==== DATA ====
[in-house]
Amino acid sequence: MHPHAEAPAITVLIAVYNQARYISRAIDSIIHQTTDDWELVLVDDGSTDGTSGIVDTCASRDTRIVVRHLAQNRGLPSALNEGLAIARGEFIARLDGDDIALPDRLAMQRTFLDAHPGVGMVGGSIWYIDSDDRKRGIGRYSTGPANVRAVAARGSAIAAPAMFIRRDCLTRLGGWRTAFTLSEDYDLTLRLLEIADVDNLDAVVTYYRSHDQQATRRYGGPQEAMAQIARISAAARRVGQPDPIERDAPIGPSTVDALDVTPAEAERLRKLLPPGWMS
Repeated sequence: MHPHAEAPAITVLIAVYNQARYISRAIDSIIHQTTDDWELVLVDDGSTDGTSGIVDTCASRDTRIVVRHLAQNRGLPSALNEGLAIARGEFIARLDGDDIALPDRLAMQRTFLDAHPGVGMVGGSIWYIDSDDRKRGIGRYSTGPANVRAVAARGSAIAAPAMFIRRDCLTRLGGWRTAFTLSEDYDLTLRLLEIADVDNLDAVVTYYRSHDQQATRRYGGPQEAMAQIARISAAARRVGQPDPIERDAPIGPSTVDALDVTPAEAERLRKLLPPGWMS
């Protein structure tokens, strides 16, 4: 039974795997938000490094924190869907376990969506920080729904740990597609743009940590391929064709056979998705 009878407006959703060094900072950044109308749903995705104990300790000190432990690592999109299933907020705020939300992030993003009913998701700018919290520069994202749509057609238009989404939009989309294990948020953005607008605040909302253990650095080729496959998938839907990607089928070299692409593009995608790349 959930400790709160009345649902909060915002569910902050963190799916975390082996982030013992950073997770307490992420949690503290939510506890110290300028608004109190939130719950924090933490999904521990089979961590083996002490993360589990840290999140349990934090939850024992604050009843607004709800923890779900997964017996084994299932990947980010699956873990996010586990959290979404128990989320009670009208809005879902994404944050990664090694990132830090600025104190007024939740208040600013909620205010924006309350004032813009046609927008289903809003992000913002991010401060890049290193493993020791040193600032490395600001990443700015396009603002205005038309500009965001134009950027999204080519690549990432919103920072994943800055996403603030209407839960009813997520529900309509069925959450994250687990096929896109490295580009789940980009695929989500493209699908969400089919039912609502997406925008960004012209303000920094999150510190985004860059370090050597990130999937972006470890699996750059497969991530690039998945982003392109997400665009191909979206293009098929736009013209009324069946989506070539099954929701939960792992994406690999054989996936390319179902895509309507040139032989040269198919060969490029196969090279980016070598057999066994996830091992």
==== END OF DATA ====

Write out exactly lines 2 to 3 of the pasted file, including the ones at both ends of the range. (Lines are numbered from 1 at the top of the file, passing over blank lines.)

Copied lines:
Amino acid sequence: MHPHAEAPAITVLIAVYNQARYISRAIDSIIHQTTDDWELVLVDDGSTDGTSGIVDTCASRDTRIVVRHLAQNRGLPSALNEGLAIARGEFIARLDGDDIALPDRLAMQRTFLDAHPGVGMVGGSIWYIDSDDRKRGIGRYSTGPANVRAVAARGSAIAAPAMFIRRDCLTRLGGWRTAFTLSEDYDLTLRLLEIADVDNLDAVVTYYRSHDQQATRRYGGPQEAMAQIARISAAARRVGQPDPIERDAPIGPSTVDALDVTPAEAERLRKLLPPGWMS
Repeated sequence: MHPHAEAPAITVLIAVYNQARYISRAIDSIIHQTTDDWELVLVDDGSTDGTSGIVDTCASRDTRIVVRHLAQNRGLPSALNEGLAIARGEFIARLDGDDIALPDRLAMQRTFLDAHPGVGMVGGSIWYIDSDDRKRGIGRYSTGPANVRAVAARGSAIAAPAMFIRRDCLTRLGGWRTAFTLSEDYDLTLRLLEIADVDNLDAVVTYYRSHDQQATRRYGGPQEAMAQIARISAAARRVGQPDPIERDAPIGPSTVDALDVTPAEAERLRKLLPPGWMS